While this leads to countless opportunities for growth, the ever-changing landscape of data has left many leaders and stakeholders unaware of how far data has progressed in recent years. This has led to a disillusionment in many organisations regarding the expectations of data literacy.

To ensure that your organisation’s leaders are aware of the importance of data literacy, you will need to demonstrate how data literacy could be utilised within your organisation and across different roles. Pinpoint specific areas that will benefit most from enhanced data literacy skills. Encourage leaders to ask a variety of questions and voice their perspectives on the role of data literacy in your organisation.

Describe how data literacy can be implemented in the day-to-day operation of your organisation. Are you looking into building and leading a data science team? Or will digital literacy skills be integrated into current roles?

Data-driven companies are built from the top down. Enlisting the enthusiasm of leadership will help foster a data-driven culture that prioritises teaching and applying data literacy skills.

3. Set smart goals and KPIs

It’s easy to become overwhelmed with excessive amounts of data. To ensure that data remains accessible and meaningful to employees, assign each individual with a specific KPI to track. This will help them manage their data on a more personal level and focus on data that is relevant to their role.

With assigned KPIs, you can more efficiently track individual performance and team progress. Smart goals and individual KPIs will contribute towards a data-driven company culture, where individuals are empowered to actively utilise data in their role. Tracking KPIs also provides organisations with real-time insights on how to build data literacy within specific business functions.

4. Develop a common data language in the organisation

Developing and implementing a standardised data language across your organisation will streamline the transition towards a data-driven culture. This language will act as a framework for the method and format in which data is communicated, stored, processed and shared. It will help to ensure a single version of the truth rather than a mismatch of competing numbers and information. Contradictory data can be dangerous to an organisation, contributing to paralysis and ineffective decision making.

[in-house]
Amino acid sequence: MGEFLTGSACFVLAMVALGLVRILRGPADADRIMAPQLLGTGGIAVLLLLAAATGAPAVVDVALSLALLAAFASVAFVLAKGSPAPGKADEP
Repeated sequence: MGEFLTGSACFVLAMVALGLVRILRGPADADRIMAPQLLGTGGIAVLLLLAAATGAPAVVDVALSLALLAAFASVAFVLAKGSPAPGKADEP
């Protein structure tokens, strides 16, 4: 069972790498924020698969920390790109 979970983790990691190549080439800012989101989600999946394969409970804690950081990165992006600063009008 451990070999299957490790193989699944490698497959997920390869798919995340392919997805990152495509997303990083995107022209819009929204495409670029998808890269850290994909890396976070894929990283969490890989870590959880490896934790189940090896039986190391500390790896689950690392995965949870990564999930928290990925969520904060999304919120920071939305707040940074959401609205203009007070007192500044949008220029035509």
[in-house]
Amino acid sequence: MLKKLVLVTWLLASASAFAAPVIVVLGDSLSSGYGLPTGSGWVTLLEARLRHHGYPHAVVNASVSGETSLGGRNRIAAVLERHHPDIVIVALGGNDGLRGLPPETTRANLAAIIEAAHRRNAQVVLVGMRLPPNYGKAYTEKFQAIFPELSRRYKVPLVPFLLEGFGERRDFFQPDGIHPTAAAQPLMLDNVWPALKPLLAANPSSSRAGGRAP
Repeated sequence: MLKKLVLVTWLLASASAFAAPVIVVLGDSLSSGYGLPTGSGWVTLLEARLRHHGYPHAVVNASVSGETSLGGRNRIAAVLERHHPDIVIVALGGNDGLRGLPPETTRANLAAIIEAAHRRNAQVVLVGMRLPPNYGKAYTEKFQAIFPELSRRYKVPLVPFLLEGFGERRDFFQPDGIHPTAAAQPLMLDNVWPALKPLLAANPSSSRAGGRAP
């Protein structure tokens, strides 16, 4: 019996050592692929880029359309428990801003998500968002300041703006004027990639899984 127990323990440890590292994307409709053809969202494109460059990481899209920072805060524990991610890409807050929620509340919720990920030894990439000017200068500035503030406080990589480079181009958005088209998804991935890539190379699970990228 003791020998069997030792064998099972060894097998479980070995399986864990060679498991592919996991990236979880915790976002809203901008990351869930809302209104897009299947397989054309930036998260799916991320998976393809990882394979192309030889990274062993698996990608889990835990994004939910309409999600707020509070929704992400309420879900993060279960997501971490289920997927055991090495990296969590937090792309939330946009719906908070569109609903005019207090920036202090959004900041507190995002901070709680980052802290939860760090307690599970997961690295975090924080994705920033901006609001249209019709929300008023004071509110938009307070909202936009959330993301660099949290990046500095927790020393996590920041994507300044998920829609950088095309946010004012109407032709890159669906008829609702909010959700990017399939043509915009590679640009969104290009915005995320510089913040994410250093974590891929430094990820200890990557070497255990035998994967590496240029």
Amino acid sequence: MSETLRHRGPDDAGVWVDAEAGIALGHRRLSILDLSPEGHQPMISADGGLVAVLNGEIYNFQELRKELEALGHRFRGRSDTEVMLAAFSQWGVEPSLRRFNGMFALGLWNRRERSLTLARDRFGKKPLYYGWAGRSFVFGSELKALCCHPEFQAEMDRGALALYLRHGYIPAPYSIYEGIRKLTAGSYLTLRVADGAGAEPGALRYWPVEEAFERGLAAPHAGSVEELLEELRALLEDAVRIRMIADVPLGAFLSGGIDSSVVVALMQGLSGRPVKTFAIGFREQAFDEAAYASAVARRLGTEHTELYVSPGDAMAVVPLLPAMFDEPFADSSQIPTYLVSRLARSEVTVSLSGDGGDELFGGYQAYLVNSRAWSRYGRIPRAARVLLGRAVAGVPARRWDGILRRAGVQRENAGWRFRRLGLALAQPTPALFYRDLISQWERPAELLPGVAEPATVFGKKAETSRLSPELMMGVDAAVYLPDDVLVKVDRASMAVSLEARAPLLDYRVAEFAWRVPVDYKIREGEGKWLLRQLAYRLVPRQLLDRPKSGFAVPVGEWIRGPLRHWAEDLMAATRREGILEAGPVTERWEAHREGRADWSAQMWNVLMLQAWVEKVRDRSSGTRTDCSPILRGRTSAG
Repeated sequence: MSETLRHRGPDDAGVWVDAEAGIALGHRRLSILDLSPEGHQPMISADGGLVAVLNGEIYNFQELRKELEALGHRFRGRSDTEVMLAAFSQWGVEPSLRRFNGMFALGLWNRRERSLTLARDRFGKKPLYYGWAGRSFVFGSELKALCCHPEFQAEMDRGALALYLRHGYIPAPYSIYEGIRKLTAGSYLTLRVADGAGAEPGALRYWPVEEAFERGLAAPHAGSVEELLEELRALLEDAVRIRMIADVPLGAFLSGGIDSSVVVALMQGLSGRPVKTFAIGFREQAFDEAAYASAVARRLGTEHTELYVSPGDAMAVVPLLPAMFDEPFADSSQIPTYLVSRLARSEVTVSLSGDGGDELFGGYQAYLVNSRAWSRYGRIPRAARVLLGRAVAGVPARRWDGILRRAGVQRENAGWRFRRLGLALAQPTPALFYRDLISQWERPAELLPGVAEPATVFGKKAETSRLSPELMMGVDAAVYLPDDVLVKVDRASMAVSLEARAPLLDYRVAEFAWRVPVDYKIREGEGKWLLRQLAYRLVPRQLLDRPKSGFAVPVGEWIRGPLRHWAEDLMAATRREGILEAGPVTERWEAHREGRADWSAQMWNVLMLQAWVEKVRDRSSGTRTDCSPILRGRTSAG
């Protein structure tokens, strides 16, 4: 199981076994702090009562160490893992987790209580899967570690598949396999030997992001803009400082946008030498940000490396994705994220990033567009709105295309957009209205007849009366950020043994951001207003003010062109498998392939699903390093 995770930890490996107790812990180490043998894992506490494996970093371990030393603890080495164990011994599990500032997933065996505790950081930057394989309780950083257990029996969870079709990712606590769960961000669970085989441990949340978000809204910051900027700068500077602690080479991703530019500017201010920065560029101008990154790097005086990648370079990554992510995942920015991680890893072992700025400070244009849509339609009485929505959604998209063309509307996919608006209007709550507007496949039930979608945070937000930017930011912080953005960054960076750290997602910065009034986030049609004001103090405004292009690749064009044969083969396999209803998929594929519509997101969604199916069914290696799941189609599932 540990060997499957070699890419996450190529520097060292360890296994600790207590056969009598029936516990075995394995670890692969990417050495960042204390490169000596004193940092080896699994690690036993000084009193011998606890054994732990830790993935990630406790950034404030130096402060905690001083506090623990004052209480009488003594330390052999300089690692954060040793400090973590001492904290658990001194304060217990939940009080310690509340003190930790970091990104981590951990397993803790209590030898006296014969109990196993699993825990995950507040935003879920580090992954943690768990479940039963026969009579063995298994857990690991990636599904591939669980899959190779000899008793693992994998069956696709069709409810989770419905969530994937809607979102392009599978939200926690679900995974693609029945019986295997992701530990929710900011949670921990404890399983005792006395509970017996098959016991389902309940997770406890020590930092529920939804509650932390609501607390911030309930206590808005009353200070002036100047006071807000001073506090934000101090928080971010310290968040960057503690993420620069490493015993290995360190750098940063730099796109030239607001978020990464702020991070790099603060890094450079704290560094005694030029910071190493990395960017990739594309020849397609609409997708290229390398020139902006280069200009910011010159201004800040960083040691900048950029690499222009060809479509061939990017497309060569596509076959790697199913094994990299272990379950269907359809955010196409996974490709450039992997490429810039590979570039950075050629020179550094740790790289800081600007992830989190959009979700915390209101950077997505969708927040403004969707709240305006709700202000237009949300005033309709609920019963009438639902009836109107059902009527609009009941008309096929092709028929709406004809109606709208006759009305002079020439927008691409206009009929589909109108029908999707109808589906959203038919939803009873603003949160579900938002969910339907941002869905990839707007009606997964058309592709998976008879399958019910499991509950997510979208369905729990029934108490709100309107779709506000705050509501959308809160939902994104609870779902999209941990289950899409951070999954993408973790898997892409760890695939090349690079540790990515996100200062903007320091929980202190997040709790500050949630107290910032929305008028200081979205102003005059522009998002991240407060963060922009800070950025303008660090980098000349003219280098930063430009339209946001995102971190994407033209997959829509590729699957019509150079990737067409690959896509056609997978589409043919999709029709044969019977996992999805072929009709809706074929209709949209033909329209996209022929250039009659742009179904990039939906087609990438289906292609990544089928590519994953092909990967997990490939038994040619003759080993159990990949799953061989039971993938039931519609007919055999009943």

Aligning processes and agreeing on key metrics to monitor business progress will enable your organisation to develop a more established approach to data. This will not only improve data literacy, but also remove the white noise of meaningless data. Ensuring that everyone remains on the same page when it comes to the collection and analysis is necessary for organisations wanting to improve data literacy.

5. Tailor your program to employee needs

Successful data literacy programs will be tailored to each employee’s needs. There is no one-size-fits all approach to data literacy and every role will require a different level of understanding. It’s important to note that a customised data program begins with training.

Small groups are highly useful when it comes to training employees on data literacy. By grouping together different functions within the organisation for training purposes, individuals can access training that explicitly targets the responsibilities and concerns relevant to their roles. A more personalised approach to training will also encourage employees to seek new ways to engage with data in their day-to-day work.

6. Make data accessible to employees

Democratising data (i.e. allowing for increased access) will provide employees with greater opportunities for exploration and discovery. Data democratisation fosters innovation amongst employees and drives collaboration between departments, as everyone has access to the same knowledge and metrics.

Data dashboards are a valuable tool that simplifies the visualisation of real-time data and ensures it is accessible to everyone. Dashboards also grant employees a greater amount of autonomy. With a dashboard, an employee can focus on their KPIs, notice trends unassisted, streamline their decision making processes and more easily apply data in their day-to-day responsibilities.

Ultimately, giving employees greater control over data is closely connected with their data literacy training. Data democratisation offers employees practical opportunities to employ their data literacy skills, making it a vital step in your organisation’s shift towards a data-driven culture.

7. Gather feedback and improve your program

The applications of data are constantly changing – and so should your data literacy program.

As always, feedback is the most reliable way to guide and inform important decisions. Encourage employees to detail their highs and lows in the application of their data literacy skills. Ideally, they should also provide suggestions on practical ways to better incentivise data literacy in the workplace.

Consistent employee feedback can improve data literacy programs by providing genuine advice into how the framework can be amended to better inspire productivity and engagement.

Launch your data literacy program with DeakinCo.

In an increasingly online world, the role of data literacy is becoming more and more pronounced. Organisations with a workforce skilled in data literacy can more efficiently capitalise on historic and present data-driven insights to prepare for future growth.

While data literacy belongs in all organisations, the manner in which it will be utilised will differ according to individual needs. This makes it all the more important for organisations to deliver personalised learning experiences that empower individuals to apply data literacy skills in their everyday duties.

DeakinCo. offers organisations personalised learning solutions that can be tailored to target technical skills, including data literacy skills. Learn more about the diverse benefits that come with fostering key skills within your workforce and get in touch with the team at DeakinCo. today.